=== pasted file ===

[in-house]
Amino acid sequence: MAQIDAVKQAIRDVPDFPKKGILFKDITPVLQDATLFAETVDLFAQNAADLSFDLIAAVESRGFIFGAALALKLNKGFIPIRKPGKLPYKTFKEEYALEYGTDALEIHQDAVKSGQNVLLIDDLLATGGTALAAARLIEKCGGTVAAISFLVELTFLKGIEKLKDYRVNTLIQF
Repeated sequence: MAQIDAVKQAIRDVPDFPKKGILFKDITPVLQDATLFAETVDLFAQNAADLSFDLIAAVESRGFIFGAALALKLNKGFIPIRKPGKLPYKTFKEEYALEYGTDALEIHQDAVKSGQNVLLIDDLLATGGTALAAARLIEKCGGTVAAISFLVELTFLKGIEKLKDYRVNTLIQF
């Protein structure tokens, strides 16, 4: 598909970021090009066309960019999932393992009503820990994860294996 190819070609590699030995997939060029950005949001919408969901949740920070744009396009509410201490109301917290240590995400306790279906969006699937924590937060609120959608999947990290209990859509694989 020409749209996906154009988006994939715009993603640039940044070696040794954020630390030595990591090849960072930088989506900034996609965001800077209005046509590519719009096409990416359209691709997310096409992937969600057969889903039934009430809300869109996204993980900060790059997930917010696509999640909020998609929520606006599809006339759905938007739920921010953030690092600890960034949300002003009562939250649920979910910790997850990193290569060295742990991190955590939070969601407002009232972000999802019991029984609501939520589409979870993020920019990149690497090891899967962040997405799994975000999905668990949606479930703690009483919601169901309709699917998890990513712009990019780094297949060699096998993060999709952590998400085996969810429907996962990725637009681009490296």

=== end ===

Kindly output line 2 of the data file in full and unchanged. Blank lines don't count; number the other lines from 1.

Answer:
Amino acid sequence: MAQIDAVKQAIRDVPDFPKKGILFKDITPVLQDATLFAETVDLFAQNAADLSFDLIAAVESRGFIFGAALALKLNKGFIPIRKPGKLPYKTFKEEYALEYGTDALEIHQDAVKSGQNVLLIDDLLATGGTALAAARLIEKCGGTVAAISFLVELTFLKGIEKLKDYRVNTLIQF